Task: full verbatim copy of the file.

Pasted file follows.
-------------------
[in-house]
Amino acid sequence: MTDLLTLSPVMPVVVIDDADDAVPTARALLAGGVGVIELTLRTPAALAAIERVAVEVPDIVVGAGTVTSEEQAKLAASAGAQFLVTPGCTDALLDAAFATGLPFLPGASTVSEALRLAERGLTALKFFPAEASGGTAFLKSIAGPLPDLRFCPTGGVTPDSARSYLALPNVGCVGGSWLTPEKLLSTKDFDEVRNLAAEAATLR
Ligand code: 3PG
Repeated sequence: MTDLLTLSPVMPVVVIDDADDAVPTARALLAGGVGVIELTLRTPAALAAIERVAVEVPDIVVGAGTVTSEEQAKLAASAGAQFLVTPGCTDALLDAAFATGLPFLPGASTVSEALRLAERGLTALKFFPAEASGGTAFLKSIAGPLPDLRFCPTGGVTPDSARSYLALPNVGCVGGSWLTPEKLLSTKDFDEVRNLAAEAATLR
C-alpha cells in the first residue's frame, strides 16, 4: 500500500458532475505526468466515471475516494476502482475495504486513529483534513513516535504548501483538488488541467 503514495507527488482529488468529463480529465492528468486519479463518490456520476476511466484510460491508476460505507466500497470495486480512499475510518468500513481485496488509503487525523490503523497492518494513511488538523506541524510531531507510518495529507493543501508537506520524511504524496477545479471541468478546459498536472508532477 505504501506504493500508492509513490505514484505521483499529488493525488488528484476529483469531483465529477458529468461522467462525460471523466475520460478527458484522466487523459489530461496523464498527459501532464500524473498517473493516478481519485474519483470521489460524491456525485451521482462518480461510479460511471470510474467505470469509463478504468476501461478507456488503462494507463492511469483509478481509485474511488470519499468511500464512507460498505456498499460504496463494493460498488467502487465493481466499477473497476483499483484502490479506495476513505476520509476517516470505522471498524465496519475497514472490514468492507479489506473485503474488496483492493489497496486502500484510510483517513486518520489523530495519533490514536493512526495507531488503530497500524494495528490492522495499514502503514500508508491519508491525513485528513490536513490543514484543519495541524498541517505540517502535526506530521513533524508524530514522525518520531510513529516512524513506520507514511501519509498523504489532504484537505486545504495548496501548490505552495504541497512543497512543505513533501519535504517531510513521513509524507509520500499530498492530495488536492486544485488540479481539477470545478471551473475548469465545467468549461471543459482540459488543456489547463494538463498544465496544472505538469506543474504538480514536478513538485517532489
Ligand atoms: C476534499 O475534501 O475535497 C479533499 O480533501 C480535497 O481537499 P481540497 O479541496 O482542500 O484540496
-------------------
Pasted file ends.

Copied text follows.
[in-house]
Amino acid sequence: MTDLLTLSPVMPVVVIDDADDAVPTARALLAGGVGVIELTLRTPAALAAIERVAVEVPDIVVGAGTVTSEEQAKLAASAGAQFLVTPGCTDALLDAAFATGLPFLPGASTVSEALRLAERGLTALKFFPAEASGGTAFLKSIAGPLPDLRFCPTGGVTPDSARSYLALPNVGCVGGSWLTPEKLLSTKDFDEVRNLAAEAATLR
Ligand code: 3PG
Repeated sequence: MTDLLTLSPVMPVVVIDDADDAVPTARALLAGGVGVIELTLRTPAALAAIERVAVEVPDIVVGAGTVTSEEQAKLAASAGAQFLVTPGCTDALLDAAFATGLPFLPGASTVSEALRLAERGLTALKFFPAEASGGTAFLKSIAGPLPDLRFCPTGGVTPDSARSYLALPNVGCVGGSWLTPEKLLSTKDFDEVRNLAAEAATLR
C-alpha cells in the first residue's frame, strides 16, 4: 500500500458532475505526468466515471475516494476502482475495504486513529483534513513516535504548501483538488488541467 503514495507527488482529488468529463480529465492528468486519479463518490456520476476511466484510460491508476460505507466500497470495486480512499475510518468500513481485496488509503487525523490503523497492518494513511488538523506541524510531531507510518495529507493543501508537506520524511504524496477545479471541468478546459498536472508532477 505504501506504493500508492509513490505514484505521483499529488493525488488528484476529483469531483465529477458529468461522467462525460471523466475520460478527458484522466487523459489530461496523464498527459501532464500524473498517473493516478481519485474519483470521489460524491456525485451521482462518480461510479460511471470510474467505470469509463478504468476501461478507456488503462494507463492511469483509478481509485474511488470519499468511500464512507460498505456498499460504496463494493460498488467502487465493481466499477473497476483499483484502490479506495476513505476520509476517516470505522471498524465496519475497514472490514468492507479489506473485503474488496483492493489497496486502500484510510483517513486518520489523530495519533490514536493512526495507531488503530497500524494495528490492522495499514502503514500508508491519508491525513485528513490536513490543514484543519495541524498541517505540517502535526506530521513533524508524530514522525518520531510513529516512524513506520507514511501519509498523504489532504484537505486545504495548496501548490505552495504541497512543497512543505513533501519535504517531510513521513509524507509520500499530498492530495488536492486544485488540479481539477470545478471551473475548469465545467468549461471543459482540459488543456489547463494538463498544465496544472505538469506543474504538480514536478513538485517532489
Ligand atoms: C476534499 O475534501 O475535497 C479533499 O480533501 C480535497 O481537499 P481540497 O479541496 O482542500 O484540496